There are attack scenarios in which an attacker compromises
   intermediaries in the call path, or captures credentials that allow

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   the attacker to impersonate a target.  Those system-level attacks are
   not considered in this threat model, though secure design and
   operation of systems to prevent these sorts of attacks is necessary
   for envisioned countermeasures to work.

   This threat model also does not consider scenarios in which the
   operators of intermediaries or gateways are themselves adversaries
   who intentionally discard valid identity information (without a user
   requesting anonymity) or who send falsified identity using their own
   credentials.  The design of the credential system will however limit
   the scope of the credentials issued to carriers or national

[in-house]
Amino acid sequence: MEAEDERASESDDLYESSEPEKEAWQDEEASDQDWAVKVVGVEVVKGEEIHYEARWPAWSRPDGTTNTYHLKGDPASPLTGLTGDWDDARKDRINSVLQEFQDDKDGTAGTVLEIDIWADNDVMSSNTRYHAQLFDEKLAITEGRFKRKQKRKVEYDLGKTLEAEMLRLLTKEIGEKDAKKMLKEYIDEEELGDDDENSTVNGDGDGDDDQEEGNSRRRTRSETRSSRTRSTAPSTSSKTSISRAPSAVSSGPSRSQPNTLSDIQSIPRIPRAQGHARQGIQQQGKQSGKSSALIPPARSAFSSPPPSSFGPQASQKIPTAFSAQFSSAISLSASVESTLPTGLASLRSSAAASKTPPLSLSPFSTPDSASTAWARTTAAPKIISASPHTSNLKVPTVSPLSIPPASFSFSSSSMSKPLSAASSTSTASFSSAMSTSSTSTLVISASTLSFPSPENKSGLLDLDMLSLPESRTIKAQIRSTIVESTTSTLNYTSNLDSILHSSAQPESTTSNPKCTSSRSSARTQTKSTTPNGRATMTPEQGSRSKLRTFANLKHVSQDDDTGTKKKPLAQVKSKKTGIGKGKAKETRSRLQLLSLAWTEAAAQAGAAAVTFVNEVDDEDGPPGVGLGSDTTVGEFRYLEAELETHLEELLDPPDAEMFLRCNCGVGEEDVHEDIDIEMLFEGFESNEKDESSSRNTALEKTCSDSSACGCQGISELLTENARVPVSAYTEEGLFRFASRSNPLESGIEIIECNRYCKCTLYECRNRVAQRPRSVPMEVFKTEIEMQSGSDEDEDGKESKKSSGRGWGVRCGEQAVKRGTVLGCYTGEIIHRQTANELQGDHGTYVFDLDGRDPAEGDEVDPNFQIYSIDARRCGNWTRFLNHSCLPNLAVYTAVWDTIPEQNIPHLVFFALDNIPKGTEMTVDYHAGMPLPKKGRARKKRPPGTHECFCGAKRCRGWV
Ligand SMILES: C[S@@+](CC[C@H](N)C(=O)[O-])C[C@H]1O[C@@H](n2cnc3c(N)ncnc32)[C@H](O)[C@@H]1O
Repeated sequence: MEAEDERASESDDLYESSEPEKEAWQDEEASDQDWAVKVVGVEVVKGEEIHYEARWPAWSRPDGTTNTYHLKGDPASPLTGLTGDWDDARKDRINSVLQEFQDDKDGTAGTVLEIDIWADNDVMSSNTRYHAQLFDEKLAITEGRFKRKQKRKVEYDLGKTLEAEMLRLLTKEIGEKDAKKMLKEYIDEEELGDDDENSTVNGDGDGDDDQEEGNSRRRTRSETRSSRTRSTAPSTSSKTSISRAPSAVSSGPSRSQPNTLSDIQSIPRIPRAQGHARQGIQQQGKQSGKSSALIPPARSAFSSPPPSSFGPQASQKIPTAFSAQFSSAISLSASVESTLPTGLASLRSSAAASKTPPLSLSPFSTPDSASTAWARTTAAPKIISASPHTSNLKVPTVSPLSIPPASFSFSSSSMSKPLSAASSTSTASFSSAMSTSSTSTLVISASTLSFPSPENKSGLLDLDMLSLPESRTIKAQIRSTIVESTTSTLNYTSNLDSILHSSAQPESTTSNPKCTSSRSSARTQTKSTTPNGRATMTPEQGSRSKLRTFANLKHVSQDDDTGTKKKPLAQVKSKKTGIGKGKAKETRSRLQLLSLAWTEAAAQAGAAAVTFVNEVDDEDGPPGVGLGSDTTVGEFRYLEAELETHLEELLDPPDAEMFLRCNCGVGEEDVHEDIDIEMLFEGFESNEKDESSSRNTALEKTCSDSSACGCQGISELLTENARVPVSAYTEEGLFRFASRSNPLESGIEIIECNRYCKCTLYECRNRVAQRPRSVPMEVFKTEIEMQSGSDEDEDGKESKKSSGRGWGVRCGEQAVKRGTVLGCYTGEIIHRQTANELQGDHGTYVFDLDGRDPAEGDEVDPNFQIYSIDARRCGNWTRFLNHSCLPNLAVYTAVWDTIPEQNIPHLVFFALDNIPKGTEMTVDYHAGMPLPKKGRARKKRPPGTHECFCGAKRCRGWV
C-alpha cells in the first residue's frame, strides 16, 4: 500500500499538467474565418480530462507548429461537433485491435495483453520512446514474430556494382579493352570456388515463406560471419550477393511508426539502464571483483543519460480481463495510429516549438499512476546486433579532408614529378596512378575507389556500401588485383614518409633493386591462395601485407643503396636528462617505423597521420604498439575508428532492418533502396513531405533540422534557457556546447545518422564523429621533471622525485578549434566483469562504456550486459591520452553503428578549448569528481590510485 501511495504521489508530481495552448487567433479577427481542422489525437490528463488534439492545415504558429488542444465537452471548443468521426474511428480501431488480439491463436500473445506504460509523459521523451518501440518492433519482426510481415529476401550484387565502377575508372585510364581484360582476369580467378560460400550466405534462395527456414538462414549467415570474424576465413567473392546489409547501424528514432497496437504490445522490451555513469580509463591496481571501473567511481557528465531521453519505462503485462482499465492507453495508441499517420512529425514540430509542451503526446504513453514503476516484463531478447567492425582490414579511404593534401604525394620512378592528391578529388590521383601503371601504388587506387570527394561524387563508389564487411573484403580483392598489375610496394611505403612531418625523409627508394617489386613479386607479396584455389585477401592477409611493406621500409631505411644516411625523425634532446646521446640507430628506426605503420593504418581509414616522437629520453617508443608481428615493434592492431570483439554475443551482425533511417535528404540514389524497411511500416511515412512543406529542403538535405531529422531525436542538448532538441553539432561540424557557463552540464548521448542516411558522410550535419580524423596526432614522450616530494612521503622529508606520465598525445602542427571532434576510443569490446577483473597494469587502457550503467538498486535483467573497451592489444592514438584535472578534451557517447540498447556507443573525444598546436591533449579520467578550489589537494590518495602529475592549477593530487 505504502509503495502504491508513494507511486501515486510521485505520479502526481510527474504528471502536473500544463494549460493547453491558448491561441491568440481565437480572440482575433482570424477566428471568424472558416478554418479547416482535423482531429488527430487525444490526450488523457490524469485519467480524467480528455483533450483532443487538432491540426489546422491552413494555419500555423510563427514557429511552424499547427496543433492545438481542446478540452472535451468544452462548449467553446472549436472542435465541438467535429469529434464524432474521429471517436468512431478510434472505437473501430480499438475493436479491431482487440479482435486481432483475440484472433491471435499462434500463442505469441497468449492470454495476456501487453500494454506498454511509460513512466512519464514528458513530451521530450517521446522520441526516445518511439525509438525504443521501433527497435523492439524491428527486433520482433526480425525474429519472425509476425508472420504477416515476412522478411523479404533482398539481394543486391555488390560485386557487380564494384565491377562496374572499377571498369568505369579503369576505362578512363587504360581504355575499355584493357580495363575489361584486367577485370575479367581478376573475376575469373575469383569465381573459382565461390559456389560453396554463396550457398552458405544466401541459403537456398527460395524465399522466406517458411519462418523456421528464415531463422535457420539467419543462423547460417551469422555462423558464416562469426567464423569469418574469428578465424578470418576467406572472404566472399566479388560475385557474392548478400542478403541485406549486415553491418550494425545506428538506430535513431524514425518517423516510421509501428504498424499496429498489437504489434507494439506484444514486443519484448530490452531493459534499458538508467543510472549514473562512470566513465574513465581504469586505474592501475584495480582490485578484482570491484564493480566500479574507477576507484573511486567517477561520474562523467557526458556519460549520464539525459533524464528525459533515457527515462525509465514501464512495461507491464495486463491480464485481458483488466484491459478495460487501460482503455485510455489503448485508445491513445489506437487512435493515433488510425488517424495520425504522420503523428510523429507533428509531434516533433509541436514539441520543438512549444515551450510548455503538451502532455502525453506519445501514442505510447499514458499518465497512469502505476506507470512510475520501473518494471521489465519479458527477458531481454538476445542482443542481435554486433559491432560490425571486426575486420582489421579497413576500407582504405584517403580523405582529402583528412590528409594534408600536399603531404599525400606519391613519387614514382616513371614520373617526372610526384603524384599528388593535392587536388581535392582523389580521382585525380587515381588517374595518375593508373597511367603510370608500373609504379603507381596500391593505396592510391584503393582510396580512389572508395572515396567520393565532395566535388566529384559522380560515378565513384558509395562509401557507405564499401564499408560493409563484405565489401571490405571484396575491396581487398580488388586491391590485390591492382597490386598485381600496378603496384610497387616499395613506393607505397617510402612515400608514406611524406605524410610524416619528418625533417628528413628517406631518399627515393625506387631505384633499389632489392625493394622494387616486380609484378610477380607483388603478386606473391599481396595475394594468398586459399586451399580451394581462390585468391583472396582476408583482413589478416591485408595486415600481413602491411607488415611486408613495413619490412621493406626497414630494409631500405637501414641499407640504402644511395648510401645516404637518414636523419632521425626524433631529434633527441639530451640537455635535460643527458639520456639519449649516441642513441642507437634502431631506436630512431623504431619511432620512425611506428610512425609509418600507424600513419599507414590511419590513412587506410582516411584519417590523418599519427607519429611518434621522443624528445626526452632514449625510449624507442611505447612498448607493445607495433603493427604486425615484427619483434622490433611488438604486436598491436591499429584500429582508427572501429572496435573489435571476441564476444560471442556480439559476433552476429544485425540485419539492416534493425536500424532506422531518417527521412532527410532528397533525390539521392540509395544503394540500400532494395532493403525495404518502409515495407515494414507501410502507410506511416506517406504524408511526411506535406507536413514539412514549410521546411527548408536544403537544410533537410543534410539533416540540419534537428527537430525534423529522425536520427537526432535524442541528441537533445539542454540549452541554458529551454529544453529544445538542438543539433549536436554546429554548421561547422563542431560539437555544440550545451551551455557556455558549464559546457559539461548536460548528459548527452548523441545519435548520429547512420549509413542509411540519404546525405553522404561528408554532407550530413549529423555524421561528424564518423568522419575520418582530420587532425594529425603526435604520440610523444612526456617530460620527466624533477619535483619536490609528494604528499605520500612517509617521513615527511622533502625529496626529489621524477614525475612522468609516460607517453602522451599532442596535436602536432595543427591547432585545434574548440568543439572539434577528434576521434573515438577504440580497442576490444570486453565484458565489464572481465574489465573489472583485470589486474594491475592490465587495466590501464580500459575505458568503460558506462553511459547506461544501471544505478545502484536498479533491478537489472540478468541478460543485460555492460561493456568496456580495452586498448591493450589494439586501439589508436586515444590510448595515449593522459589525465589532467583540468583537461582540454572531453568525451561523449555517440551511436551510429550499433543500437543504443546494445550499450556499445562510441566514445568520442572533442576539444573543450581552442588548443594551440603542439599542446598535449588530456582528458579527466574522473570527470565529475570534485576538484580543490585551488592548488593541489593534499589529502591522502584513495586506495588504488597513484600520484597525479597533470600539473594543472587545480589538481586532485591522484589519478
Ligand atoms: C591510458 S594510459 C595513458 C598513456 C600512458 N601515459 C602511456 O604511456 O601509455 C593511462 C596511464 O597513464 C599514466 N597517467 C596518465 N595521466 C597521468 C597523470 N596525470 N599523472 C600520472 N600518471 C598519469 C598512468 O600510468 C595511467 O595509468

authorities to those numbers that fall under their purview.

3.  Attacks

   The uses of impersonation described in this section are broadly
   divided into two categories: those where an attacker impersonates an
   arbitrary identity in order to disguise their own, and those where an
   attack will not succeed unless the attacker impersonates a specific
   identity.  At a high level, impersonation encourages targets to
   answer attackers' calls and makes identifying attackers more
   difficult.  This section shows how concrete attacks based on those
   different techniques might be launched.

3.1.  Voicemail Hacking via Impersonation

   A voicemail service allows users calling from their phones access to
   their voicemail boxes on the basis of the calling party number.  If
   an attacker wants to access the voicemail of a particular target, the
   attacker may try to impersonate the calling party number using one of
   the scenarios described below.

   This attack is closely related to attacks on similar automated